As security researchers and onlookers, we should also be mindful that this breach is not just another object lesson for CISOs. As with many breaches, this dataset can severely impact the real lives of real people, but this set goes beyond the normal health and privacy concerns: some people are literally put in physical danger if their details are connected with Ashley Madison. Among the at-risk population include physically and emotionally abused spouses, people coping with sexual orientation, gender identity, and addiction and compulsion issues, and the children of people who are named, falsely or accurately, in the datasets.”

Lamar Bailey, Director of Security Research and Development at Tripwire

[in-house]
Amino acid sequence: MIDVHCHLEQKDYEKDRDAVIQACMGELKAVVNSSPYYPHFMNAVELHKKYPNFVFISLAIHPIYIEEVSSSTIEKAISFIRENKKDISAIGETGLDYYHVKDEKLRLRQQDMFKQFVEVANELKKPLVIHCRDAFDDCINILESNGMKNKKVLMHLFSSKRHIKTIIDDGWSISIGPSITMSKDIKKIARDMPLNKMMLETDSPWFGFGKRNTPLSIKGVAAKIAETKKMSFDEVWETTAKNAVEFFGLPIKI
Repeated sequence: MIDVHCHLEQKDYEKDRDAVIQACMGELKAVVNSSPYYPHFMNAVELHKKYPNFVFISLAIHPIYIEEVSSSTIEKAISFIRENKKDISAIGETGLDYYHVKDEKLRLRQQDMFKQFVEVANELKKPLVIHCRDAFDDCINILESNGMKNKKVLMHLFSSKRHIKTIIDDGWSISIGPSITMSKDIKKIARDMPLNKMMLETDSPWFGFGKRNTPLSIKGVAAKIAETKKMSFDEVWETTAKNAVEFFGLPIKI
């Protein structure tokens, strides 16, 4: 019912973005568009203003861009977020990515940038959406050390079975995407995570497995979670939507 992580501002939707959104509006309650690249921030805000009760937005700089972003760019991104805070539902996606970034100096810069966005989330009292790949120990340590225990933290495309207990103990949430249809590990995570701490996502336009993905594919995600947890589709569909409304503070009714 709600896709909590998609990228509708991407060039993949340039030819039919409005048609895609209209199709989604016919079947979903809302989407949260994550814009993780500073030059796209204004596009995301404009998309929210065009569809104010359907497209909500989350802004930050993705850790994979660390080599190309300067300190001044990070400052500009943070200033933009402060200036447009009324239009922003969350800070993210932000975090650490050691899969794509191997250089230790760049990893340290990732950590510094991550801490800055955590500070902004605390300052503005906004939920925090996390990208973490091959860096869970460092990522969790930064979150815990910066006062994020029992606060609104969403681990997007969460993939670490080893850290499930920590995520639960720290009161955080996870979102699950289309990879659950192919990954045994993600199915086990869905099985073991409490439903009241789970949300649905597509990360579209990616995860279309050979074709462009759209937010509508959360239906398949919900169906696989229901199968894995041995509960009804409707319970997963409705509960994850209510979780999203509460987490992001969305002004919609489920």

“This has been one of the most interesting breaches this year. The data stolen and released has far reaching social implications and people are already harvesting and creating metrics on the data. Sites are publishing which cities have the most “cheaters” using which cities have the most profiles listed on the site. This could play into hiring decisions too because many companies run background checks, Facebook, Twitter, and Google searches for applicants. If an applicant shows up as an Ashley Madison user does that show something about the applicant’s trustworthiness and morals?